Presidential statements, by definition, are pronouncements issued by the president when a congressional enactment is signed. In addition to providing general commentary, the statements provide the president's interpretation of the language of the law, announce constitutional limits on the implementation of some of its provisions, and/or indicate directions on administering the new law in an acceptable manner. These statements inform the relevant agency head of the administration's objections. "That, of course, means that they are to act in the manner that the administration considers appropriate as compared to the way the legislation sets forth by policy," Dr. Cooper explains. In taking advantage of this power, the president leaves Congress with few response options unless it is willing to pass entirely new legislation, which in turn would create a stronger veto threat.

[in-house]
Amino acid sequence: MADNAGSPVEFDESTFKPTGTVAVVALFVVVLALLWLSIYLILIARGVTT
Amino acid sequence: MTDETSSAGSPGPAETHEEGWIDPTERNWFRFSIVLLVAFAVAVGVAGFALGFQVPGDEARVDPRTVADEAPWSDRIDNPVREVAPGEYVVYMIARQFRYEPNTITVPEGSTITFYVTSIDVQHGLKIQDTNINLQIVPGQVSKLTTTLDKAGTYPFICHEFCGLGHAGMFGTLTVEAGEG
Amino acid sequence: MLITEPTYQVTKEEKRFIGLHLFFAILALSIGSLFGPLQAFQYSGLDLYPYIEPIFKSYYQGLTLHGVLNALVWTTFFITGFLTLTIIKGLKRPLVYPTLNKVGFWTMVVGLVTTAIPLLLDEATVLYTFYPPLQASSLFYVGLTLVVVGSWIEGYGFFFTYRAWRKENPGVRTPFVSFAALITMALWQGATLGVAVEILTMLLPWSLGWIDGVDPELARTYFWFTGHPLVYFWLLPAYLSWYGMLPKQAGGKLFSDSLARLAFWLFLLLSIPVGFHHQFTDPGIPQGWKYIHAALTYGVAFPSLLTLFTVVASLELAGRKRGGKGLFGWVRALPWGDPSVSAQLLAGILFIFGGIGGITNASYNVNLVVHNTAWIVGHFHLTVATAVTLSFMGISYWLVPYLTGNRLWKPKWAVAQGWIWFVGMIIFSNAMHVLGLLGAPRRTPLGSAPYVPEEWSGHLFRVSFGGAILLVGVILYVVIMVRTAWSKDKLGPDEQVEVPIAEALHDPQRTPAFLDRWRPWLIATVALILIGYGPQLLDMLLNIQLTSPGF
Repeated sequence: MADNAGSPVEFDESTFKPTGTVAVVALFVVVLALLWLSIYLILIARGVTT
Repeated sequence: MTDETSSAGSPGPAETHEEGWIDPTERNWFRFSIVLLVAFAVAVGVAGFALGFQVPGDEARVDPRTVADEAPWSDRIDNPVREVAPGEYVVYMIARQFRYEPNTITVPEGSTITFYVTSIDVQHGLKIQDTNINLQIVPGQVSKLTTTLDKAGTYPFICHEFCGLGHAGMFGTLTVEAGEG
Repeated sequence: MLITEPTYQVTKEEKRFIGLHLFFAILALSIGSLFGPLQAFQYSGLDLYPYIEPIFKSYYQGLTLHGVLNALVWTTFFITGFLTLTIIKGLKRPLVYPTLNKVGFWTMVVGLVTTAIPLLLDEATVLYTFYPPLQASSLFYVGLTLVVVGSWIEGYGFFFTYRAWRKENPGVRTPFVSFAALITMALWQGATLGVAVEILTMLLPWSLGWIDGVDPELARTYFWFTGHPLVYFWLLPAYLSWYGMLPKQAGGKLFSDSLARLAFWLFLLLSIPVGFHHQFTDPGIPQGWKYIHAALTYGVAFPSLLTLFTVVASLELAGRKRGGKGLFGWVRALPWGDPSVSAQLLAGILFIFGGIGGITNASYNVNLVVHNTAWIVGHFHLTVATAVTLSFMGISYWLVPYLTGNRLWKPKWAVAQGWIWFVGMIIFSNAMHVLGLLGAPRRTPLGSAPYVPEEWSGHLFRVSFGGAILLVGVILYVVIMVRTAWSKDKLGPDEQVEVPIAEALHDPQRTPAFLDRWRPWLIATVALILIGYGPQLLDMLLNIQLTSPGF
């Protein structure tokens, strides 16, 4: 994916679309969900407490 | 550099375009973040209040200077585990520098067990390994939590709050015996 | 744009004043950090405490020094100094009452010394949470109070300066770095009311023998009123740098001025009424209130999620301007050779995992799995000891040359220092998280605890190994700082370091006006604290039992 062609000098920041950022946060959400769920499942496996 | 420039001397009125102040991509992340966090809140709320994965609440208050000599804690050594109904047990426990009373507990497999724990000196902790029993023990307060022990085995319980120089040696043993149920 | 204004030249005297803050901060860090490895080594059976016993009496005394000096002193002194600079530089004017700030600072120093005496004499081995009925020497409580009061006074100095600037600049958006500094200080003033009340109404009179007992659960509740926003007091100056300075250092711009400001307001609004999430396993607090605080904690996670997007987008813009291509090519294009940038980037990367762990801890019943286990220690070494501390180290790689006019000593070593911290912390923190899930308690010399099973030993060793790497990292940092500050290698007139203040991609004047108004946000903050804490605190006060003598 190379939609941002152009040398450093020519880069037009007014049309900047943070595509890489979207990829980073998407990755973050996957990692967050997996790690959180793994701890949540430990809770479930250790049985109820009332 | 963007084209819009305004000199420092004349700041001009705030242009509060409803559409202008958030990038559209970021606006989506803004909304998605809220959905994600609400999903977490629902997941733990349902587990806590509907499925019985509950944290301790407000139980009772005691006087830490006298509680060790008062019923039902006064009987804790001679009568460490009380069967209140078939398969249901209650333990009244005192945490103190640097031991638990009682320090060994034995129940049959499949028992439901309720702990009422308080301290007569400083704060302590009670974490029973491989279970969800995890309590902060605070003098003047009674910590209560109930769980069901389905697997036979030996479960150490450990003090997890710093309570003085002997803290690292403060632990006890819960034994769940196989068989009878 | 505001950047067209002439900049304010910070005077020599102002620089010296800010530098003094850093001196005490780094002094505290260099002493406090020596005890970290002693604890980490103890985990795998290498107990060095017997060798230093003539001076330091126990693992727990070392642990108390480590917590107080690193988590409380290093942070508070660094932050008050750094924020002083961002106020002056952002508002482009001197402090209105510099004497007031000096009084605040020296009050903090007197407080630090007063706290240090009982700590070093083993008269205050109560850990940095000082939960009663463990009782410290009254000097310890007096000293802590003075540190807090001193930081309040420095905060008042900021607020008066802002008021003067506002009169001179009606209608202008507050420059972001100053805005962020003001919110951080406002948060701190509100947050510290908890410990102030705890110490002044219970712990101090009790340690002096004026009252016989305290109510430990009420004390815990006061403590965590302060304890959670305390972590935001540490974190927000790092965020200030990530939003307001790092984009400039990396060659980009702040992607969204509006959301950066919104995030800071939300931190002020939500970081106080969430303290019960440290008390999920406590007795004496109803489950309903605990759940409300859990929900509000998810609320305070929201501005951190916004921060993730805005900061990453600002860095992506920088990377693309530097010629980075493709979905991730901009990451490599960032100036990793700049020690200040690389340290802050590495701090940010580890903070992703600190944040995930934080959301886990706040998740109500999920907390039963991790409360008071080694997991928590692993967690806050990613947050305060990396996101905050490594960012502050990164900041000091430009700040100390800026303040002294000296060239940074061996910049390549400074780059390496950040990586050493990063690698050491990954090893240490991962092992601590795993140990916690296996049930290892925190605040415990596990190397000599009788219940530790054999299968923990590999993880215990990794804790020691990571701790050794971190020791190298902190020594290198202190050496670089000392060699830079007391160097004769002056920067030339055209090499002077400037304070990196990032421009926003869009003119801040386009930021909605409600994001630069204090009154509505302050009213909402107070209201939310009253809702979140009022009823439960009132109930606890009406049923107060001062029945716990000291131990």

This article is published in the September issue of Presidential Studies Quarterly. Media wishing to receive a PDF, please contact JournalNews@bos.blackwellpublishing.net.
Presidential Studies Quarterly is the only scholarly journal that focuses on the most powerful political figure in the world - the president of the United States. It is published by the Center for the Study of the Presidency.
Phillip J. Cooper is a professor of Public Administration in the Hatfield School of Government at Portland State University. He was the first recipient of the Charles Levine Award given by the American Society for Public Administration and the National Association of Schools of Public Affairs and Administration for excellence in public affairs scholarship, teaching, and service. He has authored numerous books and articles on sustainable development administration, public administration, administrative law, constitutional law, law and public policy, environmental policy, and health care policy. Dr. Cooper is available for questions and interviews.